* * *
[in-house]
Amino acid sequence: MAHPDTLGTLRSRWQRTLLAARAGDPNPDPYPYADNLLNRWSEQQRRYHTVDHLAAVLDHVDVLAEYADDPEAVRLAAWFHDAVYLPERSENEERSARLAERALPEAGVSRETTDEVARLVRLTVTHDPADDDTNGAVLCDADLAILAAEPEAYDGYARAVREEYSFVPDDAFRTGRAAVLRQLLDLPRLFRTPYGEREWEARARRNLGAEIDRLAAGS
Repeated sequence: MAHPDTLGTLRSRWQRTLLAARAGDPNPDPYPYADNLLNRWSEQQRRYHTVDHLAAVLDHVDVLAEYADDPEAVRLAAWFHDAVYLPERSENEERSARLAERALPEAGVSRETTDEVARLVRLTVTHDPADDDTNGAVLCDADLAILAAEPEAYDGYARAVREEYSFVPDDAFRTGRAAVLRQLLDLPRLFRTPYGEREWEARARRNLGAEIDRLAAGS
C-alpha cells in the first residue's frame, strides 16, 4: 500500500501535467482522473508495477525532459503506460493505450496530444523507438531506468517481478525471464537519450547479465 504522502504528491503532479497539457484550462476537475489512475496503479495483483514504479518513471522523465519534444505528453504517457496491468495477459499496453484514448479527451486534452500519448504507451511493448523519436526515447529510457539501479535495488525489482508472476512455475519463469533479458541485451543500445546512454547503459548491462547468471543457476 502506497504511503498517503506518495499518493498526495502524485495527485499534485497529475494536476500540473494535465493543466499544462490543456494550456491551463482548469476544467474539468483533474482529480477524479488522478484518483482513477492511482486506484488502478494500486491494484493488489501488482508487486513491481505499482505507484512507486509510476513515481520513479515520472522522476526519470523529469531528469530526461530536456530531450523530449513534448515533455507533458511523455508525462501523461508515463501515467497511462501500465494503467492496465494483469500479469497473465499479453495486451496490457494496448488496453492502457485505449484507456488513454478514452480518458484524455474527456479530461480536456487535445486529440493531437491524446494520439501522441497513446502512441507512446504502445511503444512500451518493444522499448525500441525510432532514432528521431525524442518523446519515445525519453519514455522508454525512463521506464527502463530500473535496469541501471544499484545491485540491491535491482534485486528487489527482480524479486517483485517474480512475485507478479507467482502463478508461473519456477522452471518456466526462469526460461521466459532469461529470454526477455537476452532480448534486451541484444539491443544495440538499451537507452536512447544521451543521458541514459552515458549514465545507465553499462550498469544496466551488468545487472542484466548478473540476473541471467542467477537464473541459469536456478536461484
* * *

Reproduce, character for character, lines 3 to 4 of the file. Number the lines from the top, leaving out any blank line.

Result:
Repeated sequence: MAHPDTLGTLRSRWQRTLLAARAGDPNPDPYPYADNLLNRWSEQQRRYHTVDHLAAVLDHVDVLAEYADDPEAVRLAAWFHDAVYLPERSENEERSARLAERALPEAGVSRETTDEVARLVRLTVTHDPADDDTNGAVLCDADLAILAAEPEAYDGYARAVREEYSFVPDDAFRTGRAAVLRQLLDLPRLFRTPYGEREWEARARRNLGAEIDRLAAGS
C-alpha cells in the first residue's frame, strides 16, 4: 500500500501535467482522473508495477525532459503506460493505450496530444523507438531506468517481478525471464537519450547479465 504522502504528491503532479497539457484550462476537475489512475496503479495483483514504479518513471522523465519534444505528453504517457496491468495477459499496453484514448479527451486534452500519448504507451511493448523519436526515447529510457539501479535495488525489482508472476512455475519463469533479458541485451543500445546512454547503459548491462547468471543457476 502506497504511503498517503506518495499518493498526495502524485495527485499534485497529475494536476500540473494535465493543466499544462490543456494550456491551463482548469476544467474539468483533474482529480477524479488522478484518483482513477492511482486506484488502478494500486491494484493488489501488482508487486513491481505499482505507484512507486509510476513515481520513479515520472522522476526519470523529469531528469530526461530536456530531450523530449513534448515533455507533458511523455508525462501523461508515463501515467497511462501500465494503467492496465494483469500479469497473465499479453495486451496490457494496448488496453492502457485505449484507456488513454478514452480518458484524455474527456479530461480536456487535445486529440493531437491524446494520439501522441497513446502512441507512446504502445511503444512500451518493444522499448525500441525510432532514432528521431525524442518523446519515445525519453519514455522508454525512463521506464527502463530500473535496469541501471544499484545491485540491491535491482534485486528487489527482480524479486517483485517474480512475485507478479507467482502463478508461473519456477522452471518456466526462469526460461521466459532469461529470454526477455537476452532480448534486451541484444539491443544495440538499451537507452536512447544521451543521458541514459552515458549514465545507465553499462550498469544496466551488468545487472542484466548478473540476473541471467542467477537464473541459469536456478536461484